Fifty summers ago the blogger had the good fortune to first watch cricket at Dean Park, Bournemouth, where the end of August cricket week festival compared with any that were held around the country, in an era of cricket festivals. Attended by an appreciative audience of locals and tourists, advance notice of the fixtures was given on the windows of the town’s yellow buses, alongside the adverts for the end of pier shows.
Surrounded by pine trees and the back gardens of large houses, the nearby college clock announced the passage of time on the hour, helping to set the rhythm of days spent watching. A ten minute walk to the town centre allowed some to head off to the pleasure gardens to hear the visiting bands play in the afternoon, or on Saturdays play themselves, or go to Dean Court, returning later.
The PA announced that membership was ‘the life-blood of the county’, encouraging those who weren’t to join. In another age in terms of information, the club office listened to the lunchtime cricket scoreboard on the radio and relayed it to those present.
The game got a new lease of life with one day cricket in the 1960s, the Sunday League in 1969; a t40 competition with one match a week televised by the BBC; 2pm starts, gates opening at 12 and considerable queuing to get in quite normal. In the west country, at the height of the powers of Ian Botham, Joel Garner and Viv Richards gates opened at 10, four hours before the scheduled start.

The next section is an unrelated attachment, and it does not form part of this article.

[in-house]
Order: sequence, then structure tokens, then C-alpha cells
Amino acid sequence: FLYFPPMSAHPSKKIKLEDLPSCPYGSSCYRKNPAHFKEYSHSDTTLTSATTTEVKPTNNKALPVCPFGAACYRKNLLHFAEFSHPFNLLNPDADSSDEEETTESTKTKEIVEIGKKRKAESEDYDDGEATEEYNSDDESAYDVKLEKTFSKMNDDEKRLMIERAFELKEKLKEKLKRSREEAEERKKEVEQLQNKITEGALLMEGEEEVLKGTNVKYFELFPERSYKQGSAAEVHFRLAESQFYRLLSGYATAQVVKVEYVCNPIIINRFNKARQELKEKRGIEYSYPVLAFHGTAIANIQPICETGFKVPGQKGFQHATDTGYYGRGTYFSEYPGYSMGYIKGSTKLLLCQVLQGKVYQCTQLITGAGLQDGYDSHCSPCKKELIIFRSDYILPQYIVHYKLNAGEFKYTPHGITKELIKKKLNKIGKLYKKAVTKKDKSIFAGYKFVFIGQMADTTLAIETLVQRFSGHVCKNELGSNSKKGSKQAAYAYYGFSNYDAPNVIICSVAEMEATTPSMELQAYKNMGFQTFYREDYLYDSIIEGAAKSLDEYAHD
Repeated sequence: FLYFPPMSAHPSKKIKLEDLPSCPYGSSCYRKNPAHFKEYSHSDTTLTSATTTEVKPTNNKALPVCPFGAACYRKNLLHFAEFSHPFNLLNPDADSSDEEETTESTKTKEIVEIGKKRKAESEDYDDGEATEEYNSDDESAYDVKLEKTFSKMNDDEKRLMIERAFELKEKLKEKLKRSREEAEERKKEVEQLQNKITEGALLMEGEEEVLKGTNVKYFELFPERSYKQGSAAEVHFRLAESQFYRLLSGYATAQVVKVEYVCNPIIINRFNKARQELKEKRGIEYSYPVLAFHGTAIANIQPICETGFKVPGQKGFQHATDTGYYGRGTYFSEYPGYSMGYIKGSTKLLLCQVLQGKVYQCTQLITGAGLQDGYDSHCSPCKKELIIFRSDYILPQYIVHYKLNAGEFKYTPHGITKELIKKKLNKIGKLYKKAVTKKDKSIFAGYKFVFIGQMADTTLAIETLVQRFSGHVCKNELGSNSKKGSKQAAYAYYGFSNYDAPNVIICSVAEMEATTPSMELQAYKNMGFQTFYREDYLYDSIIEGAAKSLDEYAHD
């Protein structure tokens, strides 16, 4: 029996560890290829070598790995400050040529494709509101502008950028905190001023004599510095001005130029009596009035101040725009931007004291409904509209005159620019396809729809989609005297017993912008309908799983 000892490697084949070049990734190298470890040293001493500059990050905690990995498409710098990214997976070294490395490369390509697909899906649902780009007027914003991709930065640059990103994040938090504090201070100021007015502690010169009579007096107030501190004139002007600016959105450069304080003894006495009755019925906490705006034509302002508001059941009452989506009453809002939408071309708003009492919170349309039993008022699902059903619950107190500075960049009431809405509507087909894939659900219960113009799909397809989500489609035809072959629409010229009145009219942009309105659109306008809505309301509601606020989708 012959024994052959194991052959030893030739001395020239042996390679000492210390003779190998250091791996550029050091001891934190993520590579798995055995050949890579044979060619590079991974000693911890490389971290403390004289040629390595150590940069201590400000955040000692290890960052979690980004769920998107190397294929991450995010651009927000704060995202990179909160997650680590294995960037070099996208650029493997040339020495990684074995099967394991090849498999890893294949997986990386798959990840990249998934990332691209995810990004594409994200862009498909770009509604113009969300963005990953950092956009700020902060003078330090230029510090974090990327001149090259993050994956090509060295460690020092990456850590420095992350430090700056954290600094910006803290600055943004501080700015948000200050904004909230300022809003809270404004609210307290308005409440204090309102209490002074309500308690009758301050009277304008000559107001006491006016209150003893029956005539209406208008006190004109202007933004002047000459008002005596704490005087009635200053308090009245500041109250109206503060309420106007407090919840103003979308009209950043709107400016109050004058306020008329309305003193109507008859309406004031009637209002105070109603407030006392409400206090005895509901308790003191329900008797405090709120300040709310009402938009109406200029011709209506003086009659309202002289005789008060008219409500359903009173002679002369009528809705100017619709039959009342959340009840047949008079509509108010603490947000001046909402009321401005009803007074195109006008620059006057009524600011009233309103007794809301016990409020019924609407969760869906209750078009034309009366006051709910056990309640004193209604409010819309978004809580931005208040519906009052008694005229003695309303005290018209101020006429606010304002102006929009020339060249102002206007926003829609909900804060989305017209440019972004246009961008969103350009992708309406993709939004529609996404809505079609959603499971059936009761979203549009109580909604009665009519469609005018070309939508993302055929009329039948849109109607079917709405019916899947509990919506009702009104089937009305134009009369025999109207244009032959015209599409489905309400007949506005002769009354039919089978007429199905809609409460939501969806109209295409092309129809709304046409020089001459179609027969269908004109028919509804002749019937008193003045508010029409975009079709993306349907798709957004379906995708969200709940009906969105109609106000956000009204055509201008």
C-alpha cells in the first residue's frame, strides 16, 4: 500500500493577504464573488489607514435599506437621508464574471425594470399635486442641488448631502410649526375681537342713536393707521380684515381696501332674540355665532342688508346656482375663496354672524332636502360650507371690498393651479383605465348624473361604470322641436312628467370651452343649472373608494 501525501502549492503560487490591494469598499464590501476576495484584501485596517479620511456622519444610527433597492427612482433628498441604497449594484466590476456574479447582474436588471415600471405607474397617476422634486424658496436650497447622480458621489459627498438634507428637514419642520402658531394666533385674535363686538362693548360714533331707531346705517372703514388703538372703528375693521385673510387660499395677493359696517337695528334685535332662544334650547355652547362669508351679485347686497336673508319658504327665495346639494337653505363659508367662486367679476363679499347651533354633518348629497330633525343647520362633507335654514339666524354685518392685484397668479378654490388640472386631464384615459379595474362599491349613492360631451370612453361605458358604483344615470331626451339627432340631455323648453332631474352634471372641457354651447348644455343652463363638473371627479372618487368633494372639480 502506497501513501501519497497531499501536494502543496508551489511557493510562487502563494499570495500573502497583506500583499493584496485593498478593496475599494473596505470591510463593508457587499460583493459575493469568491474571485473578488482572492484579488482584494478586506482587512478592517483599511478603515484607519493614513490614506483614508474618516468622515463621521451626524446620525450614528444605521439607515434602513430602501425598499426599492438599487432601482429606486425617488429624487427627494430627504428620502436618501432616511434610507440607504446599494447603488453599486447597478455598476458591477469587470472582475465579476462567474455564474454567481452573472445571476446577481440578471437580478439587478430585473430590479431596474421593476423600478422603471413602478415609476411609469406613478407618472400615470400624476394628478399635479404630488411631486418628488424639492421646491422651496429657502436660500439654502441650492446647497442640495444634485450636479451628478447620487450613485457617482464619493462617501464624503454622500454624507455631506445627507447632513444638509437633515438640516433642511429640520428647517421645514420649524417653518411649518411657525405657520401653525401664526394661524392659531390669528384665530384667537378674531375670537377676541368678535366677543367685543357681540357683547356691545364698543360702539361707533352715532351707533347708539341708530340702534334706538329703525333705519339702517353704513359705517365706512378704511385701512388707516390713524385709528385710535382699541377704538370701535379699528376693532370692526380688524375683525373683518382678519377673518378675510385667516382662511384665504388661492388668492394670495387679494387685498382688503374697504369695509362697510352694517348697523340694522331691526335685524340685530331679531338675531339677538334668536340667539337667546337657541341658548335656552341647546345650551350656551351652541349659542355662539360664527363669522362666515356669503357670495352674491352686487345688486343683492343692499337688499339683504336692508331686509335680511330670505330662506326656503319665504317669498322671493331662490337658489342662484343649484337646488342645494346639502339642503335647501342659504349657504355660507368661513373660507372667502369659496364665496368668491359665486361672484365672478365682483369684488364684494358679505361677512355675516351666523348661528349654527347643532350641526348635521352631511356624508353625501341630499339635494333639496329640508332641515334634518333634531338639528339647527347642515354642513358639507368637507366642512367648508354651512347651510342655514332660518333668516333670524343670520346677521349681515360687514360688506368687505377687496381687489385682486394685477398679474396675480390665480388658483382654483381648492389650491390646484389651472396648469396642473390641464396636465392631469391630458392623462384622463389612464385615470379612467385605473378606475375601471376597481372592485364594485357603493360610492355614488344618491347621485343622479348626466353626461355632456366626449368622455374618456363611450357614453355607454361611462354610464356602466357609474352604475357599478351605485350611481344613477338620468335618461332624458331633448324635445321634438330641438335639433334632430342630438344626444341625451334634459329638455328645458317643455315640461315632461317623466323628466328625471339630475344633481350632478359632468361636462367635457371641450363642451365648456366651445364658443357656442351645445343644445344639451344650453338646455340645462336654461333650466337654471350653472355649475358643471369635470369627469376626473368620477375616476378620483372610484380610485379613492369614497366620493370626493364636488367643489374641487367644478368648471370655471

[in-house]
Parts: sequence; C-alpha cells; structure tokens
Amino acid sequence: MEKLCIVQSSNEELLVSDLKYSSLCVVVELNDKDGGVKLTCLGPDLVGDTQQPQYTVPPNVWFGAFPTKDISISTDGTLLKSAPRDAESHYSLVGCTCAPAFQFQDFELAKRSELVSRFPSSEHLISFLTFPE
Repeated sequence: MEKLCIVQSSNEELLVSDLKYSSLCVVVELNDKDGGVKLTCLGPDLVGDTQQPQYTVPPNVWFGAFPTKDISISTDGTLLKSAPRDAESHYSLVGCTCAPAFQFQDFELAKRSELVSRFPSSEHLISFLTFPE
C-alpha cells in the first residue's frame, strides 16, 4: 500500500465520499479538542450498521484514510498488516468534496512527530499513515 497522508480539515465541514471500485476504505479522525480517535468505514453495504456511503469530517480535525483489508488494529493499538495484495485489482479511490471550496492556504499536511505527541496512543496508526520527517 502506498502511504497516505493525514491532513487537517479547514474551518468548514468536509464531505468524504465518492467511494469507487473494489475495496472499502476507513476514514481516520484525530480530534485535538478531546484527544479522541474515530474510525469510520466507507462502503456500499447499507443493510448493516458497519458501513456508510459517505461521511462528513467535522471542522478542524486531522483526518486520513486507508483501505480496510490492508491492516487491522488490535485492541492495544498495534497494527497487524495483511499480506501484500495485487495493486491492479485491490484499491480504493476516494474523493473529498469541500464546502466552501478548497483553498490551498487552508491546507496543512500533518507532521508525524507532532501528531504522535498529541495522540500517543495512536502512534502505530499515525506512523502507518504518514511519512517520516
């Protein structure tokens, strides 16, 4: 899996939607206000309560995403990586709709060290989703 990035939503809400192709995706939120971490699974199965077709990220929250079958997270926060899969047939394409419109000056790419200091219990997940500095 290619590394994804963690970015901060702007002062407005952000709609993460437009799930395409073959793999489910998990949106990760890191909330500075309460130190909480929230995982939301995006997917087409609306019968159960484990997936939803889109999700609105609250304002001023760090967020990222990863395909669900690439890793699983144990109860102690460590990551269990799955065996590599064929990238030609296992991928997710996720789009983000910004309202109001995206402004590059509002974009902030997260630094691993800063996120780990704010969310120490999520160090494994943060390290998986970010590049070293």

Travelling west in an Austin A30, not a vehicle known for its speed, or overtaking; although overtake it did with the help of the ‘voice of the Hampshire PA’, as front seat passenger and travelling guest of honour.
The United Services Ground in Portsmouth; where trains heading to and from the harbour station would slow to afford passengers a view of the play, as John Arlott would say when commentating. In later years a new rugby stand was erected and the catering advanced to include homemade teas on Sundays.
Basingstoke; venue for player benefit matches because of the support given. A friendly club-house with teas dispensed in mugs from its kitchen.
John Arlott’s retirement in 1980 coincided almost exactly with the end of an era in British history; the ‘voice of cricket’ of his time, with an appreciation for the contributions of the honest ‘county pro’. In the years that followed cricket festivals succumbed to centralising tendencies, the search for comforts corporate rather than co-operative, although for those that remember them the years before were good ones in which to watch cricket.